(Virtual) Dough! X: Pizza!

Because I had a seizure and can’t drive my dad has been kind enough to pick me up from work every day. I do my best to entertain him with recaps of TV shows he has not watched and podcasts he has never heard of. I recently broke down the entirety of the documentary Framing Britney Spears during rush hour and my dad went from politely half-listening to genuinely incensed in about thirty seconds.

“I don’t like this conservatorship,” he said. “Not one bit.”

“Her dad’s lawyers actually say it’s a business model, is that even ethical?”

“Not at all,” said my dad, who is a lawyer. “I want to talk to this judge. And she’s doing how many shows a week in Vegas? That’s very hard work. You can’t be incapacitated enough to justify a conservatorship and perform like that.”

“I yelled the same thing at the TV!”

“If you were a child star, I would never take charge of your fortune,” said my dad, with genuine sincerity. “Even if I’d do a good job! It’s not worth damaging our relationship!”

“Thank you!” I said. I was a pretty cute kid. I mean, I would hide underneath a table all day at school because I couldn’t stand anyone looking at me, but still, I could’ve been a big star!

I’ll just have to settle for local baking stardom instead—and by local, I mean people I actually know, who can digest bread (sorry Stella).

Pizza, as my dad’s relatives in New Jersey constantly shout, is just flour and water. Add a few tomatoes, you’re done! Watch the money roll in! GET IN HERE AND GIVE YOUR UNCLE A HUG!

It’s really simple. But what is the most important ingredient? Time!

It’s true—fermentation is what adds flavor and makes the dough capable of stretching far enough to get that thin crust and strong enough to withstand being tossed by hand. NOW GO WATCH YOUR COUSIN DO A CANNONBALL OFF THE ROOF!

So to make a New York style thin crust pizza, we made a dough that had to rest overnight. But it was worth the wait!

Chicago style deep dish doesn’t have to rest as long since it gets baked in a pan, no stretching required. The doughs are basically the same except the Chicago dough contains cornmeal, to give it a bit more heft so it doesn’t fall apart underneath all those layers.

The instructor shared a cute story: when they first started pandemic-friendly virtual classes a YEAR AGO, some ingredients were tough to find and students often had to improvise. One lady taking this very pizza class could only find blue cornmeal. “Her Chicago pizza was basically grey, but it tasted the same!”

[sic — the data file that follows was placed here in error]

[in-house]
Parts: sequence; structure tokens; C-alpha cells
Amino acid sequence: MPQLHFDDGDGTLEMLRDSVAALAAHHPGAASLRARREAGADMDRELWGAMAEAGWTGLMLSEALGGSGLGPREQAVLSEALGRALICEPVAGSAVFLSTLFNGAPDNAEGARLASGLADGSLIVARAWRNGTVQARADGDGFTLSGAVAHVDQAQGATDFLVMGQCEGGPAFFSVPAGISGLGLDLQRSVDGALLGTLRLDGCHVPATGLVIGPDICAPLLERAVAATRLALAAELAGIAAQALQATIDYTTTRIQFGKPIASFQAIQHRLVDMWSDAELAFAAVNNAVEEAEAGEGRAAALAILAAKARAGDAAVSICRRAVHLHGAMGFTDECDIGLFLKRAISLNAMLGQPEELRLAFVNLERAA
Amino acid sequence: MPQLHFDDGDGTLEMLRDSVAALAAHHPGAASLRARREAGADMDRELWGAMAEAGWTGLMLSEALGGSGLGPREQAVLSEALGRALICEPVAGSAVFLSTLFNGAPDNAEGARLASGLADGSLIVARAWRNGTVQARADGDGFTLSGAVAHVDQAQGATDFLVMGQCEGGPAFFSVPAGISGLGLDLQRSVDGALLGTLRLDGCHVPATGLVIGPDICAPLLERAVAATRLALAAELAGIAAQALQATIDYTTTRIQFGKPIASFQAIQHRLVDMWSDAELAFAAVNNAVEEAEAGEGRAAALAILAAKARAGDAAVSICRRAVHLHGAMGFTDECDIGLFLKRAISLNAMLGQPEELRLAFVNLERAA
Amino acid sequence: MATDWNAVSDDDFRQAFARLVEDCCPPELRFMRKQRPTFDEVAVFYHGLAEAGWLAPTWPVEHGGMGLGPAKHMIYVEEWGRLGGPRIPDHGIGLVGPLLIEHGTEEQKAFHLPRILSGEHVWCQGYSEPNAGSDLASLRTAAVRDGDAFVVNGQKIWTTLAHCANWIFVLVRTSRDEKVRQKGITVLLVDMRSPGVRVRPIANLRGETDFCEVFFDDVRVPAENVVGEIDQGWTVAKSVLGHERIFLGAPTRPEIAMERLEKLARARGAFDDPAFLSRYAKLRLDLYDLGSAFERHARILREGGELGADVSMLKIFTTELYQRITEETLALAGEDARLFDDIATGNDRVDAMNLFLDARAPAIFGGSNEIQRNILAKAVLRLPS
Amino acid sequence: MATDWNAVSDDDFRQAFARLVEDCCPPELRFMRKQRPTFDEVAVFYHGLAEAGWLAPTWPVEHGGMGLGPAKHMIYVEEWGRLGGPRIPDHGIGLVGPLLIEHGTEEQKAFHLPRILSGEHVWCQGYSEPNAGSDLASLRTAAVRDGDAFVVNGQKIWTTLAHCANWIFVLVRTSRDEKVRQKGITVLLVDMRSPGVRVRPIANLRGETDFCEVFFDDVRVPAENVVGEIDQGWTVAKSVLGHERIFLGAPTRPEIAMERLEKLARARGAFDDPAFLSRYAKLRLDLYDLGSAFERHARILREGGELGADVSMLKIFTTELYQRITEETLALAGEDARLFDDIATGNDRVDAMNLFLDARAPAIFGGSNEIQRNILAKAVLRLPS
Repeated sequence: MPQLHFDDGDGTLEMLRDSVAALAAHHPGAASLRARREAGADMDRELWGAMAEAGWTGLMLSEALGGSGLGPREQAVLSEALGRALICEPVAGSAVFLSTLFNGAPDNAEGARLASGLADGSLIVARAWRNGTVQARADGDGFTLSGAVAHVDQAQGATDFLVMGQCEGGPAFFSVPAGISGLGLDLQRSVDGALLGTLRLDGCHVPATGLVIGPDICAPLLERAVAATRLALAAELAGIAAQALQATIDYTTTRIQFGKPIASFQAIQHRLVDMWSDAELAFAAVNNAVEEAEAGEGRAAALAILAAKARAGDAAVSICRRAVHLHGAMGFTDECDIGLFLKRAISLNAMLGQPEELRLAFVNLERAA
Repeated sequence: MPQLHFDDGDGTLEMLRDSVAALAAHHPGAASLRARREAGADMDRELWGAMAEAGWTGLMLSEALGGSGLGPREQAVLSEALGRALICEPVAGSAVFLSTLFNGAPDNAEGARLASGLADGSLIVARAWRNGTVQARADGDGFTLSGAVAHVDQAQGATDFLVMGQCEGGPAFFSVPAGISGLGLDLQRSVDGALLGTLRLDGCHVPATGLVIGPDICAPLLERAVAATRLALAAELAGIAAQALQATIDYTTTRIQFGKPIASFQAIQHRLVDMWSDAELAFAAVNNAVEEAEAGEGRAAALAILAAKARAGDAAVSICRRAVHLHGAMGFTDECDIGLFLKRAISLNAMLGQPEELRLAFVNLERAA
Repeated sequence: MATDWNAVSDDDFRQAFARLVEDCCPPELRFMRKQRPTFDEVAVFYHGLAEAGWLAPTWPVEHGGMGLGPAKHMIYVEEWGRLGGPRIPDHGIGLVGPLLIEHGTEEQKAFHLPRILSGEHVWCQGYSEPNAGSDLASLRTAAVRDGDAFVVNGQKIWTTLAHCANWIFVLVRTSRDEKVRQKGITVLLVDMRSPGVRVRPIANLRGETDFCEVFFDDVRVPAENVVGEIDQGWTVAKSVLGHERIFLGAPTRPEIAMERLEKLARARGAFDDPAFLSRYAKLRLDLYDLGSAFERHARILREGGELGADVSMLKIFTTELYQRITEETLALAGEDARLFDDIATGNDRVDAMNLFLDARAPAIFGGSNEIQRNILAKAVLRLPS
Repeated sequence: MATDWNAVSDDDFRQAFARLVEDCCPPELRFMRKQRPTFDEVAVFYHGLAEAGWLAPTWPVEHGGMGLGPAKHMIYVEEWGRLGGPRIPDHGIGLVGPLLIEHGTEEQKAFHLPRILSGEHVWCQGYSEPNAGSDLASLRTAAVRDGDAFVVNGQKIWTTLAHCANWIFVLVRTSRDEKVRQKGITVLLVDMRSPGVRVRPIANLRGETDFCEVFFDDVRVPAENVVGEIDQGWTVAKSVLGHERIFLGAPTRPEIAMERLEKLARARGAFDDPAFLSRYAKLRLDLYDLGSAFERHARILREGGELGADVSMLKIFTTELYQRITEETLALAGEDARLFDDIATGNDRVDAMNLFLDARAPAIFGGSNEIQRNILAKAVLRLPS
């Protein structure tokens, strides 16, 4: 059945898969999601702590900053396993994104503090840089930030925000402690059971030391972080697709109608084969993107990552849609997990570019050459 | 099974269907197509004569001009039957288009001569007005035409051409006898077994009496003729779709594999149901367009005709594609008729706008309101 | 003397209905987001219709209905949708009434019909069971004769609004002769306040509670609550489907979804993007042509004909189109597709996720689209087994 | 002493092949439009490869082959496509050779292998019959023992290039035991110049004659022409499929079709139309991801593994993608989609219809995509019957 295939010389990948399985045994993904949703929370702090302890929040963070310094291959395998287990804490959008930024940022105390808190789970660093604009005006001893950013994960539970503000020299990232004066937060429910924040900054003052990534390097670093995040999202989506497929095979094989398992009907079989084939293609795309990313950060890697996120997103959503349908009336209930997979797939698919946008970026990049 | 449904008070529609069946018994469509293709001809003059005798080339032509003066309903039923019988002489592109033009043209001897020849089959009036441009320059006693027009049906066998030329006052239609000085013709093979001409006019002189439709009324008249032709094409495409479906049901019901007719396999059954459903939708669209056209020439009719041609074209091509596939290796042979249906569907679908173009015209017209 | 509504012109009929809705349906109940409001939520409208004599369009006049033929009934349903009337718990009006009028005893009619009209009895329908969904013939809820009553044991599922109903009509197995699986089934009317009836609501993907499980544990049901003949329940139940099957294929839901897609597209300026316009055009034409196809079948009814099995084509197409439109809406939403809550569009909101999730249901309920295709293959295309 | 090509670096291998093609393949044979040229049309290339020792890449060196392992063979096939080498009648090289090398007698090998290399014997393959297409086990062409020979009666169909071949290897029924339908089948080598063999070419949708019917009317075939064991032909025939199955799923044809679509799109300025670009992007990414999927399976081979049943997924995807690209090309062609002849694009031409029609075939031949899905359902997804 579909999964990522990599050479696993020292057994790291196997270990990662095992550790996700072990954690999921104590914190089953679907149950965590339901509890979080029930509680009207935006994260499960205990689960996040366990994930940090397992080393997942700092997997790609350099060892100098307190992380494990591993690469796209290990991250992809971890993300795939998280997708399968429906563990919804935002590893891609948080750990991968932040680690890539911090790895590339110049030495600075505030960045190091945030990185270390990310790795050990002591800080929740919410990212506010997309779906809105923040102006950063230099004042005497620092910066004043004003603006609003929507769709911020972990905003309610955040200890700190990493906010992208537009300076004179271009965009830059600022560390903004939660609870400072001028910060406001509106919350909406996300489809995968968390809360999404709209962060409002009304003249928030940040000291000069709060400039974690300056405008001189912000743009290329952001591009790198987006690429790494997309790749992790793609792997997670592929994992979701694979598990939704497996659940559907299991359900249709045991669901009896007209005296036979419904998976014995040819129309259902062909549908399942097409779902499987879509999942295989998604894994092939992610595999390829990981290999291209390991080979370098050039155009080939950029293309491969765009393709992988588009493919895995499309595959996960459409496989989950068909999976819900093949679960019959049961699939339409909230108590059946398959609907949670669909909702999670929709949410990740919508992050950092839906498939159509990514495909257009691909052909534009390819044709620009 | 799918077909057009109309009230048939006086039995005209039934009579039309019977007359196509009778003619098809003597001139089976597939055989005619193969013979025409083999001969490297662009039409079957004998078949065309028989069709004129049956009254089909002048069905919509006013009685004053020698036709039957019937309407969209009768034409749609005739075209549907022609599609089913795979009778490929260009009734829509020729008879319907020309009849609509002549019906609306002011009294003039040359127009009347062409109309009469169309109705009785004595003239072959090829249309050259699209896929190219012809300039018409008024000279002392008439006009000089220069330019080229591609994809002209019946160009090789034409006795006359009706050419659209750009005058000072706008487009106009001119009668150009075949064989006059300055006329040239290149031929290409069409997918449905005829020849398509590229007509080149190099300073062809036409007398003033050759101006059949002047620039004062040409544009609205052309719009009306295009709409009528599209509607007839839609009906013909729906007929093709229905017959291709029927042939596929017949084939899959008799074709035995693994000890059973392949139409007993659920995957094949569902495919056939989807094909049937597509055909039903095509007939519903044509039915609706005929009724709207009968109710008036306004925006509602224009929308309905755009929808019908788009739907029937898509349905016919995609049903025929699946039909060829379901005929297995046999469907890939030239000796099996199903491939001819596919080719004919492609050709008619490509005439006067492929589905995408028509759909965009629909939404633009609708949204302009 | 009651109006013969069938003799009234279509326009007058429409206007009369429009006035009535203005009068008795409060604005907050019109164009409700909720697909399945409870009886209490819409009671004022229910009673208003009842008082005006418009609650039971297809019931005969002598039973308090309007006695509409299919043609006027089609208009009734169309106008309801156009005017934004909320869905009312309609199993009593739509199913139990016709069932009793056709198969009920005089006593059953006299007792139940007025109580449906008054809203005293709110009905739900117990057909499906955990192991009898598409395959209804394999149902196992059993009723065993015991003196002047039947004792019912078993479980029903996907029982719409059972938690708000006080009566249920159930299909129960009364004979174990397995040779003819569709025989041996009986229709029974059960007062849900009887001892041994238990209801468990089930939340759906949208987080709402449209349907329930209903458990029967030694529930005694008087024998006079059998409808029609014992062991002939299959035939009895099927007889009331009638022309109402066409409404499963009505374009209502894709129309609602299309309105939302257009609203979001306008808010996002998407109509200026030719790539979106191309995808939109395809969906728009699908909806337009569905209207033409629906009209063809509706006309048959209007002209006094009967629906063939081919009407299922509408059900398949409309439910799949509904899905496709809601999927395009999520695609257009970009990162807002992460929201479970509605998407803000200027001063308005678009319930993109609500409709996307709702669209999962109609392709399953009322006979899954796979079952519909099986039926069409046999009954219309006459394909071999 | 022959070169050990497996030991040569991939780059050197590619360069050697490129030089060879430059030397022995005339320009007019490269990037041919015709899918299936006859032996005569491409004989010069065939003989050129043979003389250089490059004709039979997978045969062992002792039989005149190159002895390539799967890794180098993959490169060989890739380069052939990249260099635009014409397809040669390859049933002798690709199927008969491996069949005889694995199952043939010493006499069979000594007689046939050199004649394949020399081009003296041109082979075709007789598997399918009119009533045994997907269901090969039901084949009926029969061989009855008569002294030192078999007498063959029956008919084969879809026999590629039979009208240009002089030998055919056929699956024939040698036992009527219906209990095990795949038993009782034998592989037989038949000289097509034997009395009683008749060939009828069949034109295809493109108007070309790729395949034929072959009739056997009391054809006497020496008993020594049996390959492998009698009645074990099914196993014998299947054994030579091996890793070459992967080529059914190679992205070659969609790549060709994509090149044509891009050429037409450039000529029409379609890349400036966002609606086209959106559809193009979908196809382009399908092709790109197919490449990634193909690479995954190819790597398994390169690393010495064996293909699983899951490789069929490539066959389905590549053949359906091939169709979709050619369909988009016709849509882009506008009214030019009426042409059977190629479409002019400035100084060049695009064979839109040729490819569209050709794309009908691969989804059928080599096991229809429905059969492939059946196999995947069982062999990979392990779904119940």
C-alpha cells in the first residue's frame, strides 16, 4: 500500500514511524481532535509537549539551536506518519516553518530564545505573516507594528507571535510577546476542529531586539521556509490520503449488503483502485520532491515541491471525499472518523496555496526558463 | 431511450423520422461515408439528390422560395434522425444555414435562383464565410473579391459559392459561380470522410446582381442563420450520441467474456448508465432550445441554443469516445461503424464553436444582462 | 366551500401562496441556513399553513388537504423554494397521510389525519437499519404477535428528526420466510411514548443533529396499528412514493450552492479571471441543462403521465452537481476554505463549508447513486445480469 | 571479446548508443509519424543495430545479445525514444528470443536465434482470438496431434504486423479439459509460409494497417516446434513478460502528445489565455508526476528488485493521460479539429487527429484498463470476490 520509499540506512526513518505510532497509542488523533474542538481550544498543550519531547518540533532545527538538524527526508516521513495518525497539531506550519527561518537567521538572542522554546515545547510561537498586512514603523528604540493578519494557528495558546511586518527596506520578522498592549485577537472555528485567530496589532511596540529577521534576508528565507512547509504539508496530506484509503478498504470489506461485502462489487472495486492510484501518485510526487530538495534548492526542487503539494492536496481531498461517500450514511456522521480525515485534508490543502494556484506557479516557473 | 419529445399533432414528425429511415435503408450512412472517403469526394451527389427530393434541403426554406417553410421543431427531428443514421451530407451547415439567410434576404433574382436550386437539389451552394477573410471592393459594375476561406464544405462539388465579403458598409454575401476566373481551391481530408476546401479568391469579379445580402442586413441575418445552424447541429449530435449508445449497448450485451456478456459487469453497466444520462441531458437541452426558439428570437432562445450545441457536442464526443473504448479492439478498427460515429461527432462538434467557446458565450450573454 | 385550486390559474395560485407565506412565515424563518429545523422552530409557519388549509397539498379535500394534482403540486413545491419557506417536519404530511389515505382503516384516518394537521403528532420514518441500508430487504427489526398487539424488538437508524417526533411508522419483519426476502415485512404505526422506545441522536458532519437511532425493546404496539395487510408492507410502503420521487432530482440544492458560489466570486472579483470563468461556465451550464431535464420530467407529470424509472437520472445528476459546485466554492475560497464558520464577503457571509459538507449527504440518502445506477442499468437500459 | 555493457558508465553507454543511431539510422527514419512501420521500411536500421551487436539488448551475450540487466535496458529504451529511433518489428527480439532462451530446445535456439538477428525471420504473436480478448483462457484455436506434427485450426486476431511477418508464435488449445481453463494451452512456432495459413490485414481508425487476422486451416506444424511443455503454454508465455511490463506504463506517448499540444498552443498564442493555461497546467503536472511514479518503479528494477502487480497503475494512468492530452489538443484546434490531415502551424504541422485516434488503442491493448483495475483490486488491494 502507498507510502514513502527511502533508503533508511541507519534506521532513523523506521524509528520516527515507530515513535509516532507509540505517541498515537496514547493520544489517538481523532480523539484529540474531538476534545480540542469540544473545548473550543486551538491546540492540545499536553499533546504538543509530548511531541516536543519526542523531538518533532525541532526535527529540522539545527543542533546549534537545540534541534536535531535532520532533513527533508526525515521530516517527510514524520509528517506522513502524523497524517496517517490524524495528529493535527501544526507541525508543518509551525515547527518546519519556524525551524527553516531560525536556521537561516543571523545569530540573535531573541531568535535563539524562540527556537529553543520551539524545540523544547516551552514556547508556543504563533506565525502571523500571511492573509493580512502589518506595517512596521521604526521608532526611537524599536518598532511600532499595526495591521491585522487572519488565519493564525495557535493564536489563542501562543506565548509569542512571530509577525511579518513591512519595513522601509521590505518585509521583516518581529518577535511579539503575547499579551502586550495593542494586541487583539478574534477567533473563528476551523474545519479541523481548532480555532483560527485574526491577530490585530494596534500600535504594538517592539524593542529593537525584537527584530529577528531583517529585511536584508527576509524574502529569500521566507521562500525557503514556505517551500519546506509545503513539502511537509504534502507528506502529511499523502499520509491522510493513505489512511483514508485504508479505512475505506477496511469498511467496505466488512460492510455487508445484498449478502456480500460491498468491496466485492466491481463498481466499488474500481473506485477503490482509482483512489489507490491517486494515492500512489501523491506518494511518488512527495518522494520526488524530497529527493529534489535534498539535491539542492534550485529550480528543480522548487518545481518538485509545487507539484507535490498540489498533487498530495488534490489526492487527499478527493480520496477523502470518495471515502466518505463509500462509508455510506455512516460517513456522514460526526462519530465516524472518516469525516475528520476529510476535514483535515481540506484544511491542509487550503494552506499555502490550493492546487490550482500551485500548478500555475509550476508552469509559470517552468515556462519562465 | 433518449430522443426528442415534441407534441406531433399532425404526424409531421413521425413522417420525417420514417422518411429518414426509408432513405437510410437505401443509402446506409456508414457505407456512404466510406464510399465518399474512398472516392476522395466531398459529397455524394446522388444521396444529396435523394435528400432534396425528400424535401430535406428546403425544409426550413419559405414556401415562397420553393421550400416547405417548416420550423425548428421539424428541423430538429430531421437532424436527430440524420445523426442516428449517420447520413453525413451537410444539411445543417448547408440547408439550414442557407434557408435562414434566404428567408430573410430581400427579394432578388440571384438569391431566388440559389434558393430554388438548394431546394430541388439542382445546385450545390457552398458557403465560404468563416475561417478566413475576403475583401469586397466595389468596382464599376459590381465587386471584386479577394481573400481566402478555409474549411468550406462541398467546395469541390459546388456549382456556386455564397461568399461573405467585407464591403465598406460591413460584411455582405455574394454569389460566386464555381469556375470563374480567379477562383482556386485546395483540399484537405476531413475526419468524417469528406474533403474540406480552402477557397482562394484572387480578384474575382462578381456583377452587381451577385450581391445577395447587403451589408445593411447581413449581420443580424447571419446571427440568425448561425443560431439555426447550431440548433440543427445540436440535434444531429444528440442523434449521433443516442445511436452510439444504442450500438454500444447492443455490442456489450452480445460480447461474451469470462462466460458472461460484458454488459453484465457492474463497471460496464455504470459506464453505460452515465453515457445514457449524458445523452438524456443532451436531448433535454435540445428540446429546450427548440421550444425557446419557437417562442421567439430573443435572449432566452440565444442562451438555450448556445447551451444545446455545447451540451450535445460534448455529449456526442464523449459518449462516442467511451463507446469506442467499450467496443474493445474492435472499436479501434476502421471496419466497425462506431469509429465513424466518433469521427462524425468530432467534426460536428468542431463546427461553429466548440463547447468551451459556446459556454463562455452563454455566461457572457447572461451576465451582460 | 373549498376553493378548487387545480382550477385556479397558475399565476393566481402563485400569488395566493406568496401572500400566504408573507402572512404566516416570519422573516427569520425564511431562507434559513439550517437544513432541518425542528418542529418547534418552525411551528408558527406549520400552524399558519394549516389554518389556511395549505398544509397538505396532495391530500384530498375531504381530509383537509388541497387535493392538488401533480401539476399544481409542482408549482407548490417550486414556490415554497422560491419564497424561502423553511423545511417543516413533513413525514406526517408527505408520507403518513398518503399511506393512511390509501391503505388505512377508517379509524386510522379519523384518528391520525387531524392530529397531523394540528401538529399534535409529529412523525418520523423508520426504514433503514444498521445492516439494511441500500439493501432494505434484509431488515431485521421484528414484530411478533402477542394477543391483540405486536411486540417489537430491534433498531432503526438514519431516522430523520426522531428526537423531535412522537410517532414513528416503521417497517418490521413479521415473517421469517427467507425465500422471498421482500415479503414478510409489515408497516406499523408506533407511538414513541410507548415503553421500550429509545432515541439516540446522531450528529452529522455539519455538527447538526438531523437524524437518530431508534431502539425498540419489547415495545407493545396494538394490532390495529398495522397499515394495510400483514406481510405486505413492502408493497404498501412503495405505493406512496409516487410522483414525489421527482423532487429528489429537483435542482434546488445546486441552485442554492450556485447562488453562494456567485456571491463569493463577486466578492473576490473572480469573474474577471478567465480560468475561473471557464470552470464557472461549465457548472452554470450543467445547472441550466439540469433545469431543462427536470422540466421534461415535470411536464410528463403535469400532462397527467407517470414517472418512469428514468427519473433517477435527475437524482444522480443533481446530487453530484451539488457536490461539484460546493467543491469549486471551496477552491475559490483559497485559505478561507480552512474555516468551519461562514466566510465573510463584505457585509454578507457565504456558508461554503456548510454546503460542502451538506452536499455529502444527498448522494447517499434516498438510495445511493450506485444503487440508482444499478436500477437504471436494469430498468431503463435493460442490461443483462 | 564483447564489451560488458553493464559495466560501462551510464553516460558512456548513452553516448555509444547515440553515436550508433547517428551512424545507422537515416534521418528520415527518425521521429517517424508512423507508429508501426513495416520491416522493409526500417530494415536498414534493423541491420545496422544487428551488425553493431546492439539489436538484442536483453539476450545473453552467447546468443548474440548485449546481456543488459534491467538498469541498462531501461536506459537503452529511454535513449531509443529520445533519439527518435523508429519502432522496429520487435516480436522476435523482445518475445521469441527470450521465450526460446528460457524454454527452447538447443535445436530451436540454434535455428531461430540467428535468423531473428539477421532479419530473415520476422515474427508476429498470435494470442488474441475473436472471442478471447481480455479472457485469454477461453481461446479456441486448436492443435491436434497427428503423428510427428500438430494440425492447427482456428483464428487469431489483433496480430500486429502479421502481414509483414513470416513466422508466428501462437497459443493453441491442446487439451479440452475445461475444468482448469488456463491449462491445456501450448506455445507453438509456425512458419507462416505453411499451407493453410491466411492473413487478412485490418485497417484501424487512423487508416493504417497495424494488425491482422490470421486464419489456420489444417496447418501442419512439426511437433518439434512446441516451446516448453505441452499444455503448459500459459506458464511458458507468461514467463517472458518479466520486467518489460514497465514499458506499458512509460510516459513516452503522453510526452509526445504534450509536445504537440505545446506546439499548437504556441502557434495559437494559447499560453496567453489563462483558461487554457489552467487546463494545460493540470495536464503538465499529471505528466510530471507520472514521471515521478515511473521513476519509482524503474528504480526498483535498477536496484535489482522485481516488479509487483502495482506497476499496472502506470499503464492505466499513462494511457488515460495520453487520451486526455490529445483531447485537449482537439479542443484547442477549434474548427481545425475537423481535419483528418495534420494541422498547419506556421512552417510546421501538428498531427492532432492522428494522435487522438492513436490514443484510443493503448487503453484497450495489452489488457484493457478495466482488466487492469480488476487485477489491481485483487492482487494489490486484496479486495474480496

The word pizza was first documented in Southern Italy in the year 997, but flatbreads adorned with toppings have been eaten pretty much everywhere for thousands of years (flour and water!).

The modern pizza really got on track once tomatoes arrived in Europe in the 16th century and people in Naples saw an opportunity to blow the game wide open.

New York style pizza is a direct descendant of the Neapolitan tradition, brought over by Italian immigrants seeking their fortune in the Big Apple—you’ve seen movies. The first American pizzeria opened in Manhattan in 1905. But by the 1940s, children of Italian immigrants in Chicago wanted to do things a little differently. Instead of hand-tossed and paper-thin, their pizzas were solid bricks of cheese and sauce baked in a pan like a cake.

One of the trademarks of a Chicago deep dish pizza is scattering some Parmesan on top once it’s out of the oven. How much? According to the instructor, “Measure the parmesan with your heart.”

We also made Pizza Bianca, which is as close as you can get to the the original Roman pizza sold on the mean streets of the Roman Empire without a time machine and learning Latin. No tomatoes, just a scattering of rosemary and olive oil. Flour and water, the possibilities are endless! Hawaiian pizza was actually invented in Canada and inspired by Chinese dishes, but is most popular in Australia. The best pizza I ever had was in Norway and it was a Mexican pizza topped with garlic sauce and sour cream. The heart wants what it wants.

Pizza! Everyone wants a piece of it and we shouldn’t take it for granted, just like Britney Spears.

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